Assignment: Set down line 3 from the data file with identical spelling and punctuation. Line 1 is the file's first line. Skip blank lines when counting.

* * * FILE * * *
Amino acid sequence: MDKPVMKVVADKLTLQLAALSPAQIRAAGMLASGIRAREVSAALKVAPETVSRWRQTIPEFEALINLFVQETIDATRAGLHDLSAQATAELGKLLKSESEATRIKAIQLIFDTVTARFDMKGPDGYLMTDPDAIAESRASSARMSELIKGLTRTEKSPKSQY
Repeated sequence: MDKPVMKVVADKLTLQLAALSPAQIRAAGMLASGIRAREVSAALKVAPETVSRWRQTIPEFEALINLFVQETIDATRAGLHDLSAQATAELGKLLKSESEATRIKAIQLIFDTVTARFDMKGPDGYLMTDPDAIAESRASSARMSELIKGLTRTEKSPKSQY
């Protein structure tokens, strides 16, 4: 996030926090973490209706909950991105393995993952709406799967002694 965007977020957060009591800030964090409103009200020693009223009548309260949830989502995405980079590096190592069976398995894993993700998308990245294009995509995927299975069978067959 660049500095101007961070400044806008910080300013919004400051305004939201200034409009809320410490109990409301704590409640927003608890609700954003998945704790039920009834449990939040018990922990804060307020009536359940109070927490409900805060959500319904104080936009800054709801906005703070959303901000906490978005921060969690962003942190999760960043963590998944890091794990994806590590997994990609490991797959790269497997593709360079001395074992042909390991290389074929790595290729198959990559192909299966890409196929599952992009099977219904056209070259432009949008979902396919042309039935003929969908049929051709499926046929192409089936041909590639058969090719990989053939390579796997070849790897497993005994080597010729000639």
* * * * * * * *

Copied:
């Protein structure tokens, strides 16, 4: 996030926090973490209706909950991105393995993952709406799967002694 965007977020957060009591800030964090409103009200020693009223009548309260949830989502995405980079590096190592069976398995894993993700998308990245294009995509995927299975069978067959 660049500095101007961070400044806008910080300013919004400051305004939201200034409009809320410490109990409301704590409640927003608890609700954003998945704790039920009834449990939040018990922990804060307020009536359940109070927490409900805060959500319904104080936009800054709801906005703070959303901000906490978005921060969690962003942190999760960043963590998944890091794990994806590590997994990609490991797959790269497997593709360079001395074992042909390991290389074929790595290729198959990559192909299966890409196929599952992009099977219904056209070259432009949008979902396919042309039935003929969908049929051709499926046929192409089936041909590639058969090719990989053939390579796997070849790897497993005994080597010729000639």